Hanjin Shipping’s bankruptcy in August 2017 triggered major liner operators such as MSC, Maersk, and CMA CGM, to review the fierce scale expansion policy they had been following, and to diversify their businesses. They have moved out of the traditional role of ocean carriers that only undertake ocean transport and have begun to shift their focus to logistics management. In contrast, the three Japanese carriers merged their liner divisions to establish Ocean Network Express (ONE) in July 2017, to become a competitive Mega-Carrier by scale expansion. As of August 2022, ONE is the seventh largest liner operator in the world with 150 vessels and 1,503,759 TEU. Including the 35 ultra large container vessels with more than 20,000 TEU capacity, and other vessels currently on order, ONE has a total of 205 vessels in its fleet.
The COVID-19 outbreak in Wuhan, China at the end of 2019 forced countries around the world to lock down for pandemic spread prevention. As a result, Supply Chain disruption, logistics disruption, stagnant port operations in many countries, and especially the chronic long-term delays of vessel departures of at the LA/LB ports in the US caused a major damage to the global economy. This has caused a vessel space shortage for export containers from China, the world’s manufacturing factory, as well as serious delays in the empty container positioning from North America, the consumption area, resulting in a historic rise in ocean freight rates. Although the industry is now ridiculed as a tramp service due to the inability to operate as scheduled liner service, COVID-19 has reminded us of the importance of liner shipping business.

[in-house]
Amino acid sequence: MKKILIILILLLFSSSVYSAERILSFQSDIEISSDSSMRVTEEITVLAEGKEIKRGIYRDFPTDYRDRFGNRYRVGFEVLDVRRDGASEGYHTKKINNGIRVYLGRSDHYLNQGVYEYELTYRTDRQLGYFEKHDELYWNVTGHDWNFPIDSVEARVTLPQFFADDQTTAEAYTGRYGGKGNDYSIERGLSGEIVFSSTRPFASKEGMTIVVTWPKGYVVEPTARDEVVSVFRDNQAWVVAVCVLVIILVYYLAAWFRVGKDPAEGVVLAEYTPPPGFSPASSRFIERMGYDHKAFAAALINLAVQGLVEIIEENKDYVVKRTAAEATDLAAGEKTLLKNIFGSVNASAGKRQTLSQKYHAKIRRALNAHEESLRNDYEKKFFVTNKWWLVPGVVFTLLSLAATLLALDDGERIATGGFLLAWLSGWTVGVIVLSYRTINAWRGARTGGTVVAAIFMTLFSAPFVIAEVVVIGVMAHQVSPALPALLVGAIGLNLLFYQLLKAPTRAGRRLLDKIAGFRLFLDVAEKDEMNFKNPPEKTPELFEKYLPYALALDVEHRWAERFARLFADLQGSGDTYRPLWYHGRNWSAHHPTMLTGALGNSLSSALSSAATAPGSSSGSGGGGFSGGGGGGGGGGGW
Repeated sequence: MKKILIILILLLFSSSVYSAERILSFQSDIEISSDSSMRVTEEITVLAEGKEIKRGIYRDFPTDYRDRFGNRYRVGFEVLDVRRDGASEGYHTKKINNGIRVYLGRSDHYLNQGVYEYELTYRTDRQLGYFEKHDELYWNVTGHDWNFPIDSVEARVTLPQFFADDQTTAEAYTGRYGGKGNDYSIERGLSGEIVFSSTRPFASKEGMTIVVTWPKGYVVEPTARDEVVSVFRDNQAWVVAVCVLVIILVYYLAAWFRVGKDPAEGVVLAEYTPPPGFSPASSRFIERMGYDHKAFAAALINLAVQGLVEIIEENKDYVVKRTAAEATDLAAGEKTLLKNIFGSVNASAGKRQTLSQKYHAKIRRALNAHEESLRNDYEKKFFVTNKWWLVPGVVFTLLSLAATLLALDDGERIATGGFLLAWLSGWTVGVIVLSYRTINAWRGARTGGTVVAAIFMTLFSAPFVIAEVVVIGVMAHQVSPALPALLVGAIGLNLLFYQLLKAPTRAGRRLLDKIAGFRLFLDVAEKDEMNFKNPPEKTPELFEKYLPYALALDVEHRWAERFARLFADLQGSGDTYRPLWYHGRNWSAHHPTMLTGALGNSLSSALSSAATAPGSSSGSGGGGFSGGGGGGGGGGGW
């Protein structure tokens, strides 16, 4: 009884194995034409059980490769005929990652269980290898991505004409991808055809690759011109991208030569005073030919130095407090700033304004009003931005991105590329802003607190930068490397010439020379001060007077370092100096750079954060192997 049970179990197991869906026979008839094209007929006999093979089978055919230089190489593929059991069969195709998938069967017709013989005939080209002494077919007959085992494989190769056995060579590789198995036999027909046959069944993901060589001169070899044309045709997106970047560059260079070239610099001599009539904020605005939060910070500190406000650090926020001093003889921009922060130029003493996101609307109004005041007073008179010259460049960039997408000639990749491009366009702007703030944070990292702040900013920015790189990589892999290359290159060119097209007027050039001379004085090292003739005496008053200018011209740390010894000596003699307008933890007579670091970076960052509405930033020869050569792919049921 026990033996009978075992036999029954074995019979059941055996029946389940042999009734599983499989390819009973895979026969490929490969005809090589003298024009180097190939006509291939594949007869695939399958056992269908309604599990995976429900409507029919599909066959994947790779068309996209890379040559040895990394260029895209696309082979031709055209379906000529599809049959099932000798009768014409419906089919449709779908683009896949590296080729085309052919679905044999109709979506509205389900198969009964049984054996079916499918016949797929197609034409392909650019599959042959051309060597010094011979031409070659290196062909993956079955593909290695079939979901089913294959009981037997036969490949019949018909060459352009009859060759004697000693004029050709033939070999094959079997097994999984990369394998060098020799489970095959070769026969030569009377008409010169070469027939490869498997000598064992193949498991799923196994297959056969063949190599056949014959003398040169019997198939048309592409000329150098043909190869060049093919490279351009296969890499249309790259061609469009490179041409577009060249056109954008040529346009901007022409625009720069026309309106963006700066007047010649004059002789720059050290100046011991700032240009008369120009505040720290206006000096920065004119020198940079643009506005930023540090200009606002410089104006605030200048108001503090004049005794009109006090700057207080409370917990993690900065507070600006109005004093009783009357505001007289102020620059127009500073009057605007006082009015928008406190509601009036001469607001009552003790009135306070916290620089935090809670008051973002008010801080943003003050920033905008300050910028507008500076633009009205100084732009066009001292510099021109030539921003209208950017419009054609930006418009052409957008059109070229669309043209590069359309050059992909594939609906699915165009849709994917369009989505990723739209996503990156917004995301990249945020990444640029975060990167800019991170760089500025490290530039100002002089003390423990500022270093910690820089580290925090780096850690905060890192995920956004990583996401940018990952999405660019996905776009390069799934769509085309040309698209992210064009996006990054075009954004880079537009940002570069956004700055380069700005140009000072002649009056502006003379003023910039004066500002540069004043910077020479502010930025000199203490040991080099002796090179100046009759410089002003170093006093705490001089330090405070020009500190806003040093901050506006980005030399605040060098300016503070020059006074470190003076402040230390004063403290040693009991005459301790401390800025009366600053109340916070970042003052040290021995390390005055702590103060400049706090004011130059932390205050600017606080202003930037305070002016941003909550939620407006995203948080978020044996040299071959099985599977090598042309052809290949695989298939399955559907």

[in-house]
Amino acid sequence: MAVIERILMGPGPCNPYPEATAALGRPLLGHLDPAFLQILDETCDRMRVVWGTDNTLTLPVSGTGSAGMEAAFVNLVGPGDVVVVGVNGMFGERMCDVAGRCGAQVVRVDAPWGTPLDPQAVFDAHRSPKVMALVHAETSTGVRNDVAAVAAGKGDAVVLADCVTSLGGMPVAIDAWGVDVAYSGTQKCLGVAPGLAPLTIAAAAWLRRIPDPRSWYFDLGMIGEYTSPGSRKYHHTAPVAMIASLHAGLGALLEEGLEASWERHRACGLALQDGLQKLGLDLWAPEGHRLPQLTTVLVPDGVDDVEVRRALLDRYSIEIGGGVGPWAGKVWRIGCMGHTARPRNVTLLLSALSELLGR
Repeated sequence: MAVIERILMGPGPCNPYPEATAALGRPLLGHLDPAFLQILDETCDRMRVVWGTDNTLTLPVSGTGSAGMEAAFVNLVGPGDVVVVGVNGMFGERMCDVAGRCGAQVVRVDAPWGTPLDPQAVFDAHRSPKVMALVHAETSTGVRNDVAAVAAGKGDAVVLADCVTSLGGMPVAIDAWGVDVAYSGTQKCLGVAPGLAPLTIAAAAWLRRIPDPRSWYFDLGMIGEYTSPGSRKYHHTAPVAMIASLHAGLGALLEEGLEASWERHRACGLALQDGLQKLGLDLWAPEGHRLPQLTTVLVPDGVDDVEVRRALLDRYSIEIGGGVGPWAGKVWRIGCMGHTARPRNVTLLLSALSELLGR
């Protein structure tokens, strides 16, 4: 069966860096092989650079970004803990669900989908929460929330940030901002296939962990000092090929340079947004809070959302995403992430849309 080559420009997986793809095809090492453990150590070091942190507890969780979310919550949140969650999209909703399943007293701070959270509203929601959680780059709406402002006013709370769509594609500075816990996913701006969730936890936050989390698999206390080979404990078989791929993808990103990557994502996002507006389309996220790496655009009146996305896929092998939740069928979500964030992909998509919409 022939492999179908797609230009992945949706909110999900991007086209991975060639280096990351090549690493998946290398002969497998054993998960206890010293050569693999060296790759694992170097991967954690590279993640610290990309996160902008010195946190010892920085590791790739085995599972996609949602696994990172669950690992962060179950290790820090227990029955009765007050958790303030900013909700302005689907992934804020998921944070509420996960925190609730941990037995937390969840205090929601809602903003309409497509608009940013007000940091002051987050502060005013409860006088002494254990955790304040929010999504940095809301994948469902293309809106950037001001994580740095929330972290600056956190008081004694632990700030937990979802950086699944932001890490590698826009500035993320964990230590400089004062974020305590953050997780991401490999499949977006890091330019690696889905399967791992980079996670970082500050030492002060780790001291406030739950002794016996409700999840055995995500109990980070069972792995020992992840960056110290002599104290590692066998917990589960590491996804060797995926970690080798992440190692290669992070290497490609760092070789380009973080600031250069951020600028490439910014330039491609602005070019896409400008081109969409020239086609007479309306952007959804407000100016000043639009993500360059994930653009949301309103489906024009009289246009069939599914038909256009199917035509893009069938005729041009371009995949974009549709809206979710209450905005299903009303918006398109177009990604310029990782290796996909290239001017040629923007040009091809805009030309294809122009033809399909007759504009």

ONE, which merged the liner divisions of three Japanese carriers, appears to be making the opposite move when compared to the global Mega-Carriers. It seems that these Mega-Carriers such as MSC, Maersk, and CMA CGM are trying to diversify their business field beyond the container liner business, just like three Japanese carriers, NYK, MOL, and K Line had been trying to do it. In fact, three Japanese carriers have been very stable as shipping companies, with one of PCC (car carrier), dry bulk, tanker, LNG, terminal, cruise ship, and logistics businesses performing well even when their container liner business was in the doldrums. ONE, on the contrary, specializes in the container line business. Now other Mega- Carriers seem to be moving away from container liner business. Is ONE one lap behind? I don’t think so. In a sense, a company may not be able to fully focus on container liner business due to diversification, and also the company’s excellence and concentration may be dispersed. I am convinced that in the future, a dedicated liner operator like ONE will be able to provide shippers with the best service by making good use of the hardware and software of marine logistics.